Patient must be regularly controlled by the physician for years after the completion of the treatment. It is crucial to attend all follow-up appointments on time. Patient is evaluated with regards to cancer relapse and treatment side effects through necessary laboratory and imaging tests during these follow-up examinations.
Some side effects may persist for years after the completion of the treatment, and some of them may arise a long time later.
Actually, frequency of follow-up examinations is determined by the cancer stage and relapse chance of the patient.
Patients are advised to see their doctors in every 3-6 months for a few years after the treatment, then in every 6 months for the subsequent years. Frequency of these examinations may be reduced for patients who are treated for early diagnosed cancer.
It is advised to have colonoscopy within a year of the surgical operation. If the results are normal, next test is generally performed 3 years later for majority of the patients. If found normal again, tests are advised to be repeated in every 5 years.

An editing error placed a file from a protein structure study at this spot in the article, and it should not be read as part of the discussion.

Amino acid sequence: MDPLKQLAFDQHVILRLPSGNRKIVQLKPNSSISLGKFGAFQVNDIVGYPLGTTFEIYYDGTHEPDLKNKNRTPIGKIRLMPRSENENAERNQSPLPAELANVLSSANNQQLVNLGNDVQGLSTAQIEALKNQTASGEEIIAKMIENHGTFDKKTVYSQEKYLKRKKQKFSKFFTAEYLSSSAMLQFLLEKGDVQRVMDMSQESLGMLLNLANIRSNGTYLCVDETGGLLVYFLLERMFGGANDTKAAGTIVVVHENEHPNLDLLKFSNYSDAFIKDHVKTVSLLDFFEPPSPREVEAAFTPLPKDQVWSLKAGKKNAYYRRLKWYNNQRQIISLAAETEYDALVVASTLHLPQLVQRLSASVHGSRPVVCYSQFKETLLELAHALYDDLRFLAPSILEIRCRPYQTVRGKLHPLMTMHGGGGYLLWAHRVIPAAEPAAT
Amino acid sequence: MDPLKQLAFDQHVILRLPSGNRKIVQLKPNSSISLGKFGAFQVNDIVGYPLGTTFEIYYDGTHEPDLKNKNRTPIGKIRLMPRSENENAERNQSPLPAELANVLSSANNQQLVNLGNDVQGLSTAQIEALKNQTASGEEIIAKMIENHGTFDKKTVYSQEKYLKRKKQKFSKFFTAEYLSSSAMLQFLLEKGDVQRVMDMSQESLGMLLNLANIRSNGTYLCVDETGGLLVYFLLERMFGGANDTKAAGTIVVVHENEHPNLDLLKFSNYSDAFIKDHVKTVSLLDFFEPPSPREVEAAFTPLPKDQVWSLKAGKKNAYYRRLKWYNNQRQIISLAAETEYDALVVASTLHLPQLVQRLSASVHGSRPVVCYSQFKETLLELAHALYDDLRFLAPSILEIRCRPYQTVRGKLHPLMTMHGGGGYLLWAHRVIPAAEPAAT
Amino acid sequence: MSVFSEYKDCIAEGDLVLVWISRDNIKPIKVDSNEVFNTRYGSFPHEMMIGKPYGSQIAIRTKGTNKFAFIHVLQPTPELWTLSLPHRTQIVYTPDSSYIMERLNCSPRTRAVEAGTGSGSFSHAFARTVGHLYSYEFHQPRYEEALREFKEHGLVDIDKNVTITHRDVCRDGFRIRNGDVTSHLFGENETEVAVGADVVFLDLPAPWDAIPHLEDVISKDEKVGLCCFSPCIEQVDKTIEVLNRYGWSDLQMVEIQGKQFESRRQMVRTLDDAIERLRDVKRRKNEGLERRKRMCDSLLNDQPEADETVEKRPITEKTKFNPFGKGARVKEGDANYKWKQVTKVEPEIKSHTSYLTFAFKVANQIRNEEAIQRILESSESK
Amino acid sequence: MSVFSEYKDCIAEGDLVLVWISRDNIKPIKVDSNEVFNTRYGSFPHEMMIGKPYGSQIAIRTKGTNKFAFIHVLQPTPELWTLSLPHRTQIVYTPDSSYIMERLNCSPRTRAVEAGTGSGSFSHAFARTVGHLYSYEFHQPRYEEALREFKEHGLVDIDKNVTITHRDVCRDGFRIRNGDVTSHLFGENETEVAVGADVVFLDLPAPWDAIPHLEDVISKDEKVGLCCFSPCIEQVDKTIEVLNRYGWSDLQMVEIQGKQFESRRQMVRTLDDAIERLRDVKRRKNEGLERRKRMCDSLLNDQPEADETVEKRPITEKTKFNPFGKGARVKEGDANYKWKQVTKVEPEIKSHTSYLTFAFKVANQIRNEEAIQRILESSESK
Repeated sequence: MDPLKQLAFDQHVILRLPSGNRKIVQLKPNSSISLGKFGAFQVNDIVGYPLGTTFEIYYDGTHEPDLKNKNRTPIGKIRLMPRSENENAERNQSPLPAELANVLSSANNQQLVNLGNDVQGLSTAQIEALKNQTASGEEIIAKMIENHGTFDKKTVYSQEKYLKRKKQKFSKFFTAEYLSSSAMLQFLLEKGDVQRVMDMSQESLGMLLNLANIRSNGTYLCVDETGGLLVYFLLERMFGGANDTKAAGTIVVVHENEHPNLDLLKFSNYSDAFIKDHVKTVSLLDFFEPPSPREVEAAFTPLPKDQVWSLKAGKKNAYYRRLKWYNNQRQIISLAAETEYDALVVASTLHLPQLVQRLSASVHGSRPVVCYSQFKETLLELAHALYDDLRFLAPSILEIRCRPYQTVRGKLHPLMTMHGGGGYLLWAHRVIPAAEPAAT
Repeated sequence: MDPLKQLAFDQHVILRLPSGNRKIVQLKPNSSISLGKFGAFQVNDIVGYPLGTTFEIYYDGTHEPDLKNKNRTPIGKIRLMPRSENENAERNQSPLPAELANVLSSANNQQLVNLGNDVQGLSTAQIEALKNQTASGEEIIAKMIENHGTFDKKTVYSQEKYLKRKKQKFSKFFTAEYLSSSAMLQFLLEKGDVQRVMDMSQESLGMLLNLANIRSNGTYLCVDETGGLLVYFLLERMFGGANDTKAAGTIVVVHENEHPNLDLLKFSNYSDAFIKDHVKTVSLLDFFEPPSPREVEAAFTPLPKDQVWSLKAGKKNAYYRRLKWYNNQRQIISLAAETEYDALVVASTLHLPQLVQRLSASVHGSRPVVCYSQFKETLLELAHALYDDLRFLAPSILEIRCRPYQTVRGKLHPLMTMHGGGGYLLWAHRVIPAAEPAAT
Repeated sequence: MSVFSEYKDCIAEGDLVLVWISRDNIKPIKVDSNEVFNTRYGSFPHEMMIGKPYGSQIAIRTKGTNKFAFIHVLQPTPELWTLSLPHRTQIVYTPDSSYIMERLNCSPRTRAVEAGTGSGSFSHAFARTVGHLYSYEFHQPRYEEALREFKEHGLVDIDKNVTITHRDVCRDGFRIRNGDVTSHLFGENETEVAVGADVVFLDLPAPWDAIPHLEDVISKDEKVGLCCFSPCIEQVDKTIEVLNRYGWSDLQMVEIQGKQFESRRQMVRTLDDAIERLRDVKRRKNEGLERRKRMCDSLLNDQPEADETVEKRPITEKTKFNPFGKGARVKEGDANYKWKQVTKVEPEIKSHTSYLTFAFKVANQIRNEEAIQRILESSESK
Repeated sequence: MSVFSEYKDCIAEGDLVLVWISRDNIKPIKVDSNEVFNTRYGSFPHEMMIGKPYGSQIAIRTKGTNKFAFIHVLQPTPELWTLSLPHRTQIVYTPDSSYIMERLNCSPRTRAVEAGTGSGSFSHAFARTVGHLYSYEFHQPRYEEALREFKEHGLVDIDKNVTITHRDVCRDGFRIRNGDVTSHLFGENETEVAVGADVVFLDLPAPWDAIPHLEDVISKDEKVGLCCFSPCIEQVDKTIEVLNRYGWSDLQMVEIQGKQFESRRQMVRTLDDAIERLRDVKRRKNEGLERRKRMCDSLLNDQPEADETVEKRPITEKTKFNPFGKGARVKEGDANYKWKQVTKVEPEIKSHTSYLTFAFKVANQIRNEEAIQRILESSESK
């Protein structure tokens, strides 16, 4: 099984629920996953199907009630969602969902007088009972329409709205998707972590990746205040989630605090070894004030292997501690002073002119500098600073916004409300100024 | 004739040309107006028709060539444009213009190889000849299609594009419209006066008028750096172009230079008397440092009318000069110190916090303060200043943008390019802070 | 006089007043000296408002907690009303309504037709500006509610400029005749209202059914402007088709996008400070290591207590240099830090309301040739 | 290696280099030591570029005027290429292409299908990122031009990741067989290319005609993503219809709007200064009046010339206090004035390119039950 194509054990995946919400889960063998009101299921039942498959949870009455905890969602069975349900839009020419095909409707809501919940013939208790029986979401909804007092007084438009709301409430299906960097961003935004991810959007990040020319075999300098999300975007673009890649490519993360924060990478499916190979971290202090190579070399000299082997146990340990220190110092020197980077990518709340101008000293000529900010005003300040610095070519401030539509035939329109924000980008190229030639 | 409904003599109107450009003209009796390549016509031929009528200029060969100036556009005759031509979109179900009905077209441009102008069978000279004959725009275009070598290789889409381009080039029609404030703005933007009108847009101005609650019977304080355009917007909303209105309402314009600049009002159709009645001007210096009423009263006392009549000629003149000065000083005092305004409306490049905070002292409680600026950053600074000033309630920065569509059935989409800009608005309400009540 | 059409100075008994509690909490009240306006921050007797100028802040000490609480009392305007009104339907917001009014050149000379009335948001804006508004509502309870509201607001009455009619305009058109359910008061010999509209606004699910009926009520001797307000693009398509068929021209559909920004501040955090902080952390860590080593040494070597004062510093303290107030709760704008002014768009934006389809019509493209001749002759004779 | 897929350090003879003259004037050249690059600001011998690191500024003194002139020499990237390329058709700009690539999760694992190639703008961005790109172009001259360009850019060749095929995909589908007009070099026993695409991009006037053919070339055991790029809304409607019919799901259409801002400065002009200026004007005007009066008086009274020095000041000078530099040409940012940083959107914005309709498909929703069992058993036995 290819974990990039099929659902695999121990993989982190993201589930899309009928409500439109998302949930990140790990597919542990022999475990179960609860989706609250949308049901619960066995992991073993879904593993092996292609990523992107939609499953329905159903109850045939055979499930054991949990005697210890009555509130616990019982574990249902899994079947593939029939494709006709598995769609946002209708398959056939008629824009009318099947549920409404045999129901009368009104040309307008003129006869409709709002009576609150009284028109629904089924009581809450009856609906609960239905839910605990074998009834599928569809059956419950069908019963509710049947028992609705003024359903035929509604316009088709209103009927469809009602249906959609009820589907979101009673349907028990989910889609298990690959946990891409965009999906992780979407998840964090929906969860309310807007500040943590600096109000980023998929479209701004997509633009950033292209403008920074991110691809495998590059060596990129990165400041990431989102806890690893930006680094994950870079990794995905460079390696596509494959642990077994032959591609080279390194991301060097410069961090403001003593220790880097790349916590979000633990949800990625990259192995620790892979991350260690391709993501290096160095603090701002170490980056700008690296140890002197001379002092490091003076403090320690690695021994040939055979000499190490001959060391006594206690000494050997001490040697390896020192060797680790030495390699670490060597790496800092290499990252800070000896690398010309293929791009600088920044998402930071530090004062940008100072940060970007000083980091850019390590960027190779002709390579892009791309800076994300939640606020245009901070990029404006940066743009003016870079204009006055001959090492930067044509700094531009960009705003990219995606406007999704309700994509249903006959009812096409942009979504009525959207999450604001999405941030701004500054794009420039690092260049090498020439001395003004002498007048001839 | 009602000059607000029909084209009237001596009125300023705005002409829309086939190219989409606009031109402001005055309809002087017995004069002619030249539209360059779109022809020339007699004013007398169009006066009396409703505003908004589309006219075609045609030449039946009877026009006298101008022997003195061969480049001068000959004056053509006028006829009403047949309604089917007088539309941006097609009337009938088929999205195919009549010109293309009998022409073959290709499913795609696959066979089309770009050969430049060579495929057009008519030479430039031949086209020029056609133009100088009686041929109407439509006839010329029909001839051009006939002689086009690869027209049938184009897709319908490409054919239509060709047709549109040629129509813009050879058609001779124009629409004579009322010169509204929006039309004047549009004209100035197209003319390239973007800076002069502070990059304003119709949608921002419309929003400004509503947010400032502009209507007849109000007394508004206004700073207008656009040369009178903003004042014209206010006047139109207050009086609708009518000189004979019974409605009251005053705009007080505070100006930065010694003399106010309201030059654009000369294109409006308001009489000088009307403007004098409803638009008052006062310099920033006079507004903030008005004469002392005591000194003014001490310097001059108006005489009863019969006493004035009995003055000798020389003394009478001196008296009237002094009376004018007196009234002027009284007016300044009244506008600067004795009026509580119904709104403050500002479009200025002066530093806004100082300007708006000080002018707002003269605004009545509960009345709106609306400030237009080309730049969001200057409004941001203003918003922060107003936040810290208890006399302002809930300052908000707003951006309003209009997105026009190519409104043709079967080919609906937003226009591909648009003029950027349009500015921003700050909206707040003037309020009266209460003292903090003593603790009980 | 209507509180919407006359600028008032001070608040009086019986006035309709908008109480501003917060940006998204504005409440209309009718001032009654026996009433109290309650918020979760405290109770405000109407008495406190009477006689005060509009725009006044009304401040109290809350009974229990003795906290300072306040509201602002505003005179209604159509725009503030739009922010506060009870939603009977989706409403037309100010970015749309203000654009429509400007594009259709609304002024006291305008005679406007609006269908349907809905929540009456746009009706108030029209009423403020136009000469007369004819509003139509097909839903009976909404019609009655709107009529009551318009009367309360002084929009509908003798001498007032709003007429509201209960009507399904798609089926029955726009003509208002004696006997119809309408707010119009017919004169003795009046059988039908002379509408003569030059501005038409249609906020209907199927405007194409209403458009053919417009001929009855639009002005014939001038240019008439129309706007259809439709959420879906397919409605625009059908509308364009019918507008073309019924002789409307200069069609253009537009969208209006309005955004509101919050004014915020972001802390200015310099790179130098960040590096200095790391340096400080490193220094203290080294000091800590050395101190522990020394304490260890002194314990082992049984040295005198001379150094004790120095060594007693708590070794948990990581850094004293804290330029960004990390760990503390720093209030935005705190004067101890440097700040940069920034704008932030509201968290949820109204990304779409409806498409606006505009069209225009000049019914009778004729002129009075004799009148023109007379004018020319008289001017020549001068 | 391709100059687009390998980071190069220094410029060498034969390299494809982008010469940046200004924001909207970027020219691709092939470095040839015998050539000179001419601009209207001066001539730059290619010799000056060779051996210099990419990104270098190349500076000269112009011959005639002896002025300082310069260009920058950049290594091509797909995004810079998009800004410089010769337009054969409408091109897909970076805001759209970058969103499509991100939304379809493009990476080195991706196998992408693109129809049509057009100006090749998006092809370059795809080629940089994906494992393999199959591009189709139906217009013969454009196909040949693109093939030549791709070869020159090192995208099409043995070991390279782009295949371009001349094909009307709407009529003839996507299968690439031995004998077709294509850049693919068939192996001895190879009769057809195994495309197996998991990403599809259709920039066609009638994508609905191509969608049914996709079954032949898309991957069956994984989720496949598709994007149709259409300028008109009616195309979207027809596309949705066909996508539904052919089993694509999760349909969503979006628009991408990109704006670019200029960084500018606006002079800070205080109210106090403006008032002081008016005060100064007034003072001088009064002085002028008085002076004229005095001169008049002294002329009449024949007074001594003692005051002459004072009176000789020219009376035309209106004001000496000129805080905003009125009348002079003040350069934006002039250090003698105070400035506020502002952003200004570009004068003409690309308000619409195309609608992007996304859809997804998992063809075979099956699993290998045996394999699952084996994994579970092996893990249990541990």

These tests are requested based on the stage of the cancer and other factors. For patients who are under relapse risk, CT may be performed annually after the treatment. If the patient had metastasis in liver or lungs and had these removed, such tests may be requested more frequently.
Blood tests for tumor markers
Carcinoembryonic antigen (CEA) and CA 19-9 are tumor marker substances that can be detected in the blood of some colorectal cancer patients. It is especially important to check their blood levels before starting the treatment.
If the levels are high before the treatment and return to normal levels after the surgery, it is beneficial to test their blood levels regularly in follow-ups. They are generally tested in every few months for the first years after the completion of the treatment and in every 6 months thereafter.
If the tumor marker levels increase again during the controls, this condition may be a warning sign for cancer relapse and patient must be evaluated with colonoscopy and radiological tests. If the tumor marker level is not high at the time of first cancer diagnosis, then these tests will not be very helpful for the follow-up.